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Re: [xmca] Somatic Semantics, or, Speech as a LOWER Psychological Function

Dear David Kellogg:

The spoken word registers as a vocal sound and as a representative of a referred-to thing. We are affected by the sound subliminally and according to our fundamental nature. We are affected by the referential aspect of spoken words consciously and according to our learned associations. What we are conscious of can be examined, questioned and deliberately altered. That which affects us subliminally is beyond our ken and unavailable for alteration. What you call, "higher mental functions" are founded upon our "psychological functions". The unquestioned affects upon us of our vocal sounds supply us with a sense of the ultimate meanings of the things we consider consciously.

That humans evolved in disparate physical environments accounts for the emergence of our different languages/cultures. Water in Eskimo- land was a different substance than water in the Amazon, hence different emotional reactions to it and therefore, different words for it.

I hear we are 98.6% genetically the same as chimpanzees. Much of our foundation is the same. We are supposed to be 30% genetically the same as yeast

Were it not for the emotional-feeling effect of the sounds of our words, we would not be able to think of things in the abstract and maintain a sense of their meanings, (their affects upon us). While we are busy thinking with words about things, at the same time we are experiencing our reactions to to the sounds of the words for those things. Consequently, we associate the thing referred to with the effect we experience from the referrer, - word -. People who are multilingual report that they see the world differently depending upon what language they are using.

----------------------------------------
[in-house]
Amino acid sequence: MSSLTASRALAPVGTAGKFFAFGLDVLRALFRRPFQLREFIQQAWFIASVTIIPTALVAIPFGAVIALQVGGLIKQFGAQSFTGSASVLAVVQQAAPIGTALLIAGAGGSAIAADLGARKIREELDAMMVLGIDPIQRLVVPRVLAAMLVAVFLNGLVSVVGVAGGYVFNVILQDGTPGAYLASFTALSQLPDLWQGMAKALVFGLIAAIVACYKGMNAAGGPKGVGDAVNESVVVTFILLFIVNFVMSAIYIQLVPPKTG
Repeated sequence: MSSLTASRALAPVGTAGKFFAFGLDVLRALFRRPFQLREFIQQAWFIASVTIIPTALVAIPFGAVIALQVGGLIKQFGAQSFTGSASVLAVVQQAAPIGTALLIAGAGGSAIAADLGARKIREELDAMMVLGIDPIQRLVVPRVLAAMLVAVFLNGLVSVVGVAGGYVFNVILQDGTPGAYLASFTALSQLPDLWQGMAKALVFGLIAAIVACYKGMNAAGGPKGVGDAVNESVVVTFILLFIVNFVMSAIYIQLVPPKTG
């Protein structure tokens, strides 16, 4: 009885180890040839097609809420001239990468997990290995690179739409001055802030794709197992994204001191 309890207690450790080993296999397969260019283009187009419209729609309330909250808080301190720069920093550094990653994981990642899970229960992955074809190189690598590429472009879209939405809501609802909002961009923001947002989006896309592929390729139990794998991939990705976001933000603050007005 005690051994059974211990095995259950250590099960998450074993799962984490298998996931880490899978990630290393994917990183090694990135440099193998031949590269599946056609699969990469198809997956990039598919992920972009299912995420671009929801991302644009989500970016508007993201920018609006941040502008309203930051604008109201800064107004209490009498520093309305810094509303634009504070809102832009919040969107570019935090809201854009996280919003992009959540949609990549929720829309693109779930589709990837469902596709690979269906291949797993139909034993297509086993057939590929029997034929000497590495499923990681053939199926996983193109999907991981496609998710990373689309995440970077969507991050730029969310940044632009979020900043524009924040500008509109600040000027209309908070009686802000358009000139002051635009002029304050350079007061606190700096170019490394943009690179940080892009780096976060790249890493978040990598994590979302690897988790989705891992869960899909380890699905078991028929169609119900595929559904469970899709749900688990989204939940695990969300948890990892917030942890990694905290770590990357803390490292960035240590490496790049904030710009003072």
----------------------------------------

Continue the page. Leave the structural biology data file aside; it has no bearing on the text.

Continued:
Joseph Gilbert

On Nov 21, 2010, at 5:28 PM, David Kellogg wrote:


Here's an example of the distinction between higher and lower mental functions, and why it's so important.

There are really TWO aspects to Joseph Gilbert's "somatic semantics", that is, his idea that bodily emotions are in some important sense fundamental to sense making.

a) The idea that emotion (including interpersonal emotion and social emotion) is part of the base, part of the substratum, part of the phylogenetic, sociogenetic and even ontogenetic origins of speech, and in the same way essential to speech in microgenesis (everyday use).

b) The idea that this emotion in turn has an individual, biological, corporeal substratum in the human body, hence the preverbal examples of "mmm" and "mama" and so on.

Now, my position is that I accept a) but only if we completely turn it upside down and take the social, cultural, and interpersonal as the indispensable base and the individual, biological, intrapersonal as the derivative, and thus optional, superstructure.

This accounts for the linguistic variation with culture (which Gilbert's theory in its biological form cannot do). But it also means we have to completely reject b). If we accept b) then we are reducing speech to a LOWER psychological function..

Actually, there are two different words for "psychological" and "mental" in Russian, but the distinction is slightly different things from the distinction we have in English. One of them is психические, simply a transliteration of "psychological", and it means what it does in English. But the other is the other means something like "intellectual" or even "learned" as opposed to unlearned, uncultured, non-socialized. So it already has in it the idea of a higher mental function.

Take a look at this Conversation Analysis data from one of my grads. You can see that the EMOTIONAL substratum is essential to understanding the whole dialogue. But you can also see that the ways in which the corporeal body participates in this meaning are really trivial, and subordinated to "intellectual", "learned" ways of meaning making

The English teacher is talking in English to the kids after a class talent show.